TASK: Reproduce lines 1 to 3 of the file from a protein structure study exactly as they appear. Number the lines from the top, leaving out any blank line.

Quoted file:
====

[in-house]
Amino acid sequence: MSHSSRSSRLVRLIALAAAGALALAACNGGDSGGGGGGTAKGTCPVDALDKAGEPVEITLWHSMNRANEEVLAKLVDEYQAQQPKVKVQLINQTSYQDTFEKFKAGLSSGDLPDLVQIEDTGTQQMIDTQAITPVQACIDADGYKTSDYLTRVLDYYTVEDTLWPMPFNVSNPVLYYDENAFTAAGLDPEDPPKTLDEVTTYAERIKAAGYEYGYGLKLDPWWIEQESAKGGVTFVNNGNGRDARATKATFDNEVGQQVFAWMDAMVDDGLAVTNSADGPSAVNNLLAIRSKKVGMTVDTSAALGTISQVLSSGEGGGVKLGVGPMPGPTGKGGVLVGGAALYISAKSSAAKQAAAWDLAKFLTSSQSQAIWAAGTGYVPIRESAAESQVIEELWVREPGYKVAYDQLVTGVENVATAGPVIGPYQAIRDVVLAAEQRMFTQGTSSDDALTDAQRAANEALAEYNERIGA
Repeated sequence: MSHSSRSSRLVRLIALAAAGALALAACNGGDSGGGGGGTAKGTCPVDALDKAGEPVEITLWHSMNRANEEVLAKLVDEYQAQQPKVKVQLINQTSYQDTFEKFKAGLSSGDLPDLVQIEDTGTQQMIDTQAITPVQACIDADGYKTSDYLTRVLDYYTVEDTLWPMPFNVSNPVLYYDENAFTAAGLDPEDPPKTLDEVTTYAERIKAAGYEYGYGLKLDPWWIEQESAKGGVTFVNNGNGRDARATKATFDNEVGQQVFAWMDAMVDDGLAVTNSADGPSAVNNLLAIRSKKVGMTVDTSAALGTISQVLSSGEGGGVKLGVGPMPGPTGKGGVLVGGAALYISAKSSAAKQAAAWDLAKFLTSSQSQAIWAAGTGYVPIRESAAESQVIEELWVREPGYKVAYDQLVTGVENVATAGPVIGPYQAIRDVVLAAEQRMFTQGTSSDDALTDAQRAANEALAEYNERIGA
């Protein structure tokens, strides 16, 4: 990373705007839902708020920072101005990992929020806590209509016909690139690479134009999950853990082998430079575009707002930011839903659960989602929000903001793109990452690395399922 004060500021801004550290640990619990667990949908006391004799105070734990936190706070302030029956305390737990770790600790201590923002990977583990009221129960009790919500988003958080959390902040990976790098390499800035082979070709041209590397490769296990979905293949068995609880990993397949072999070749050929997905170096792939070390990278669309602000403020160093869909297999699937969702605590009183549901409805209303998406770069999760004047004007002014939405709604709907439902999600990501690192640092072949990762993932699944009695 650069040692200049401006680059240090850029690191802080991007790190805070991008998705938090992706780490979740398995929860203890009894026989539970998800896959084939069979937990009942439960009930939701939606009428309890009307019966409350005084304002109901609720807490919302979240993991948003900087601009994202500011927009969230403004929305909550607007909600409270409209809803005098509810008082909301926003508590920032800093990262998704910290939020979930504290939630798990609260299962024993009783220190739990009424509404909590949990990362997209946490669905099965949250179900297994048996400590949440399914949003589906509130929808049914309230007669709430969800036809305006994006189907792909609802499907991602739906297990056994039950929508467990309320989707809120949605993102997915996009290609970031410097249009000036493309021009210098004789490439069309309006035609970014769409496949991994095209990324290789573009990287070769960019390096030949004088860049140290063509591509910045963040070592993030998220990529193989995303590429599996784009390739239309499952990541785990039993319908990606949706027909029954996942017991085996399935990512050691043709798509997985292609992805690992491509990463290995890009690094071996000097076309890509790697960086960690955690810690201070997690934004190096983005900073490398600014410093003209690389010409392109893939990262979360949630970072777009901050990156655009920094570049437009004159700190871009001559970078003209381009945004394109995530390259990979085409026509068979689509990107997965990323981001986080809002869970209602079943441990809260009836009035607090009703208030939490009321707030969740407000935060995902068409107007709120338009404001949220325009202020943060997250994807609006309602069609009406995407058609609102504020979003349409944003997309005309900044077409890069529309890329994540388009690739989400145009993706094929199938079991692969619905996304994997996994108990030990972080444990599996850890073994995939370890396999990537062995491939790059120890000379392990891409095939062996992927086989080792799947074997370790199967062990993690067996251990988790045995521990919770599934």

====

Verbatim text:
[in-house]
Amino acid sequence: MSHSSRSSRLVRLIALAAAGALALAACNGGDSGGGGGGTAKGTCPVDALDKAGEPVEITLWHSMNRANEEVLAKLVDEYQAQQPKVKVQLINQTSYQDTFEKFKAGLSSGDLPDLVQIEDTGTQQMIDTQAITPVQACIDADGYKTSDYLTRVLDYYTVEDTLWPMPFNVSNPVLYYDENAFTAAGLDPEDPPKTLDEVTTYAERIKAAGYEYGYGLKLDPWWIEQESAKGGVTFVNNGNGRDARATKATFDNEVGQQVFAWMDAMVDDGLAVTNSADGPSAVNNLLAIRSKKVGMTVDTSAALGTISQVLSSGEGGGVKLGVGPMPGPTGKGGVLVGGAALYISAKSSAAKQAAAWDLAKFLTSSQSQAIWAAGTGYVPIRESAAESQVIEELWVREPGYKVAYDQLVTGVENVATAGPVIGPYQAIRDVVLAAEQRMFTQGTSSDDALTDAQRAANEALAEYNERIGA
Repeated sequence: MSHSSRSSRLVRLIALAAAGALALAACNGGDSGGGGGGTAKGTCPVDALDKAGEPVEITLWHSMNRANEEVLAKLVDEYQAQQPKVKVQLINQTSYQDTFEKFKAGLSSGDLPDLVQIEDTGTQQMIDTQAITPVQACIDADGYKTSDYLTRVLDYYTVEDTLWPMPFNVSNPVLYYDENAFTAAGLDPEDPPKTLDEVTTYAERIKAAGYEYGYGLKLDPWWIEQESAKGGVTFVNNGNGRDARATKATFDNEVGQQVFAWMDAMVDDGLAVTNSADGPSAVNNLLAIRSKKVGMTVDTSAALGTISQVLSSGEGGGVKLGVGPMPGPTGKGGVLVGGAALYISAKSSAAKQAAAWDLAKFLTSSQSQAIWAAGTGYVPIRESAAESQVIEELWVREPGYKVAYDQLVTGVENVATAGPVIGPYQAIRDVVLAAEQRMFTQGTSSDDALTDAQRAANEALAEYNERIGA